By: Kerry Bazany

On a busy weekday morning in thousands of American households, breakfast is the one meal of the day that is usually rushed and often thrown together with processed food such as granola bars, trail mixes, and the ever-popular cereal products. Raise hand here: I know that I have been guilty of such infractions of a healthy diet for both myself and my children. As busy parents, we are faced with the conundrum of how to accommodate a healthy diet with the pressure of getting sleepy, cranky kids to eat anything on a busy morning while we are trying to simultaneously get them out the door with us or on the school bus. Sometimes we ponder the possible wisdom of why lions sometimes eat their young….

But There is Hope

As American consumers, we crave convenience, especially when it comes to the aforementioned eat-and-run breakfasts. However, we absolutely know the dangers of giving our kids too much sugar. And dangerous it is. Sugar is known to cause changes in the brain: changes similar to those who are addicted to cocaine and alcohol. Sugar is also overwhelming addictive. The more we eat, the more we want of that sweet substance. And manufacturers of cereals know this. Even though efforts have been made to curtail the amount of sugar in processed cereals, such cereals that contain whole grains with little sugar are marketed more to adults rather than to children based upon the fact that children are obsessed with sugar and exhibit the addictive tendencies associated with its consumption. There’s a lot of money to be made in sugary cereals.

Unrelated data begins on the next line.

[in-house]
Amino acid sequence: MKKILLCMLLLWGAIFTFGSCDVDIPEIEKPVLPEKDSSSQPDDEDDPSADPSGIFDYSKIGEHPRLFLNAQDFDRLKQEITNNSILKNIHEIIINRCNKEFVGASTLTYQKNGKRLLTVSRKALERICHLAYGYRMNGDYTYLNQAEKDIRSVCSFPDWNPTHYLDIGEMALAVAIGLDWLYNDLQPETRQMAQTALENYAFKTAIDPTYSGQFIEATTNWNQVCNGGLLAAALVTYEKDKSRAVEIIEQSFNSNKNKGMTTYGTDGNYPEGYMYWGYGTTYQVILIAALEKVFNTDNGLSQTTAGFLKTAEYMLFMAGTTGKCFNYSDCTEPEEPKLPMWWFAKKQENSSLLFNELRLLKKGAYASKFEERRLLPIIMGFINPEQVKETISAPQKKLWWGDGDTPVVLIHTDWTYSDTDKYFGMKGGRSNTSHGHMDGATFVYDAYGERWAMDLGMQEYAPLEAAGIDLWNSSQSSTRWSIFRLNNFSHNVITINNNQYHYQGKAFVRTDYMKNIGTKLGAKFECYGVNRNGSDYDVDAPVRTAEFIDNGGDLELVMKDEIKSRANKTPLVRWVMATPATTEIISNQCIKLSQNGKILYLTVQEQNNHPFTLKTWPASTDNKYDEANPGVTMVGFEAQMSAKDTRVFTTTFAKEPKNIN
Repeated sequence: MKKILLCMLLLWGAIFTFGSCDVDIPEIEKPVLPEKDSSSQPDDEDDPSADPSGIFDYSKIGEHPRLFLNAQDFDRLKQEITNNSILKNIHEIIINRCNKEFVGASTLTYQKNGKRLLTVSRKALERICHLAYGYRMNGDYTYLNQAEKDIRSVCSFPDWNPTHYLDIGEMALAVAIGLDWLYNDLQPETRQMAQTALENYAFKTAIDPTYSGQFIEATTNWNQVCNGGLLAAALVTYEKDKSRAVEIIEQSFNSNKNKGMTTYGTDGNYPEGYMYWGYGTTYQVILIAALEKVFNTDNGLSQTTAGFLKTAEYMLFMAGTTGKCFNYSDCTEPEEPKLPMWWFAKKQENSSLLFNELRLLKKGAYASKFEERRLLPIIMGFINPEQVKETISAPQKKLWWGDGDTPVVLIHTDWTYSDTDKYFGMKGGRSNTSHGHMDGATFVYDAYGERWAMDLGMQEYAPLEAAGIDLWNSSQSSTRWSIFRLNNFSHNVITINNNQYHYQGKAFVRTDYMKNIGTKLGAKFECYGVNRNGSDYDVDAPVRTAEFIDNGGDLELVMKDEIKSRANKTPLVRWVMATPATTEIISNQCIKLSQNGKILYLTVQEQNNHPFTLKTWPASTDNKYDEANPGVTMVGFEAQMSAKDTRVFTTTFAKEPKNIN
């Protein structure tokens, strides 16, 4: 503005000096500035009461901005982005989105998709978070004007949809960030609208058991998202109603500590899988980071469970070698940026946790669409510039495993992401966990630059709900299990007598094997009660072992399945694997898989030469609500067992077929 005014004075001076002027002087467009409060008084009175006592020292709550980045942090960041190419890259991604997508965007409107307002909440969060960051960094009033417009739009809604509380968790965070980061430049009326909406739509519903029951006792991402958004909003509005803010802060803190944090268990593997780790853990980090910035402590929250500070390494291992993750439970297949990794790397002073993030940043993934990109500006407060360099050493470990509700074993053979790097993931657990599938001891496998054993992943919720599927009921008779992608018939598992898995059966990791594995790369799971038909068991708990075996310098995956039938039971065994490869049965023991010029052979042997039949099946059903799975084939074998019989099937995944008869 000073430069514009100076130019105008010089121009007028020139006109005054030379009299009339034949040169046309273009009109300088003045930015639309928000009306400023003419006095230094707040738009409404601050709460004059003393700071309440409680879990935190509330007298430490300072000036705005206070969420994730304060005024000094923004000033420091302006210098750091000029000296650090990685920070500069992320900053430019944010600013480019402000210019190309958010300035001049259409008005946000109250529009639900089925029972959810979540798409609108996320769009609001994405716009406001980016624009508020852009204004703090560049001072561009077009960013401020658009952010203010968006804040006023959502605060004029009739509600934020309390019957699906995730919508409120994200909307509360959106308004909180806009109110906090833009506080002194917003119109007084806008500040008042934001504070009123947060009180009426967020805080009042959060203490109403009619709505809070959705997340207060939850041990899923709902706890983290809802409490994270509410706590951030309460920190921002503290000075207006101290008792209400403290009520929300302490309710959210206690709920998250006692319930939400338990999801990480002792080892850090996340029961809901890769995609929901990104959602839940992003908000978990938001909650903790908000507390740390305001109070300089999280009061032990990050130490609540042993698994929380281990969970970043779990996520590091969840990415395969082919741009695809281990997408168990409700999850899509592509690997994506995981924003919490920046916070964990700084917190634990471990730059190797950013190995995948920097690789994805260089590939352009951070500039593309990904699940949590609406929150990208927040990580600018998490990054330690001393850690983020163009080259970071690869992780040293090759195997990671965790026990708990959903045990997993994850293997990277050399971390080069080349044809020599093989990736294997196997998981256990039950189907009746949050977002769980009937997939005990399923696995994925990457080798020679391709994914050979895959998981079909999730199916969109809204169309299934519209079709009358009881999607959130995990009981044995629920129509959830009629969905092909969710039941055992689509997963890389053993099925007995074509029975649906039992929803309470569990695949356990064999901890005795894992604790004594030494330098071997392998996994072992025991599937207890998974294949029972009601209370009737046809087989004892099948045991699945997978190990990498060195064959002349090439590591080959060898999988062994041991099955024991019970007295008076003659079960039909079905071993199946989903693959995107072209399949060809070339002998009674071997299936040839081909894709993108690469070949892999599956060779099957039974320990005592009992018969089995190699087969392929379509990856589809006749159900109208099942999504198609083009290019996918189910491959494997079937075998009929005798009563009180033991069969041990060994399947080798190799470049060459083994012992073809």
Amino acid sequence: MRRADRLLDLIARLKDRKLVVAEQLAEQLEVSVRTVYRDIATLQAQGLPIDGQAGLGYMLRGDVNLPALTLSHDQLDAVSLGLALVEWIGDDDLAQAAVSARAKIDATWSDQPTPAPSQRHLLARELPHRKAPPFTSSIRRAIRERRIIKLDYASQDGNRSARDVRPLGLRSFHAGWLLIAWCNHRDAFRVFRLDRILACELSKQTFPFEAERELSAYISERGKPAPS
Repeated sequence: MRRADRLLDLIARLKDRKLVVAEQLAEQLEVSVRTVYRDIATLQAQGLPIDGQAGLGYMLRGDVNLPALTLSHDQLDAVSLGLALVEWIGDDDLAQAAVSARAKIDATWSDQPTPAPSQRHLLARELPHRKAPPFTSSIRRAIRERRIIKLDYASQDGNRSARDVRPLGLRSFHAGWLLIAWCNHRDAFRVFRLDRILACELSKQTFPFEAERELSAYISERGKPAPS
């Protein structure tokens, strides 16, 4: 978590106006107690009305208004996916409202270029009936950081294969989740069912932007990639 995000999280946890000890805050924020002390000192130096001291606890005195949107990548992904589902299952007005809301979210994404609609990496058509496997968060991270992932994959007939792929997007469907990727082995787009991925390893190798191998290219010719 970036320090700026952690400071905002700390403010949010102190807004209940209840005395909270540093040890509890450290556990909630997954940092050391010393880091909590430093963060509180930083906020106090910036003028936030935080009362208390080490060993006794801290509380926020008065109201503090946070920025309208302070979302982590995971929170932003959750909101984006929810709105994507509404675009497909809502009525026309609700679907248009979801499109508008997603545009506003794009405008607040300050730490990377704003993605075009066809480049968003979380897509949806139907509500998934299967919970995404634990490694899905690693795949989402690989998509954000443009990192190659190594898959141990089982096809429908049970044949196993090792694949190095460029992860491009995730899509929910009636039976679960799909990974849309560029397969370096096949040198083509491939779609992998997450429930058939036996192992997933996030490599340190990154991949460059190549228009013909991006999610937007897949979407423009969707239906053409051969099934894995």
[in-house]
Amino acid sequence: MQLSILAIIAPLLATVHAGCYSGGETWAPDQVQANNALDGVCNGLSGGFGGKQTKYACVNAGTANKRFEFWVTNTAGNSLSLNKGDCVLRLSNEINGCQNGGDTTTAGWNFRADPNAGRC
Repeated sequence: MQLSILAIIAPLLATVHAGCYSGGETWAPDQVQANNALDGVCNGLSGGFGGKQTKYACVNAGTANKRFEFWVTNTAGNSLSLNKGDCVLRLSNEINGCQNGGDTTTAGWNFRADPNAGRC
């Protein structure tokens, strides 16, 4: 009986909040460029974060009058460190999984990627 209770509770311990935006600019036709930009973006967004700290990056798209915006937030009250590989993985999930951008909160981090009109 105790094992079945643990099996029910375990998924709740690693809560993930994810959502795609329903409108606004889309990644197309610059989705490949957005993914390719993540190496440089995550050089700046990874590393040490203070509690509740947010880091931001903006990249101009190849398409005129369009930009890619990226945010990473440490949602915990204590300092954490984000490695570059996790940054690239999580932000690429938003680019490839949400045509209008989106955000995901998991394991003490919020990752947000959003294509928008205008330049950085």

Recently, the Kellogg’s company UK branch, manufacturers of cereal such as Fruit Loops, Apple Jacks, Corn Flakes, Frosted Flakes, Rice Krispies, and Cocoa Krispies is reducing sugar in its popular Coco Pops cereal by 40 percent (from 30 grams per 100grams to 17 grams per serving). This follows a previous company sugar reduction, effectively halving the amount of sugar in Coco Pops, one of the UK’s best-selling cereals. Sugar in Rice Krispies cereal will be reduced by 20 percent and Rice Krispies Multi-Grain Shapes will see a 30 percent reduction in sugar per serving. Earlier this year, Public Health England called on food companies to reduce sugar by 20 percent by 2020. Kellogg’s UK managing director, Oli Morton stated, “We know we have a responsibility to continuously improve the nutrition of our food. We recognize, based on national dietary survey data, that people are eating too much sugar at breakfast….that’s why we are announcing more changes to our food so that we can continue to support people in making better choices. Our shoppers have told us that taste is important to them so we’ve worked hard to ensure that our new recipes are just as delicious.”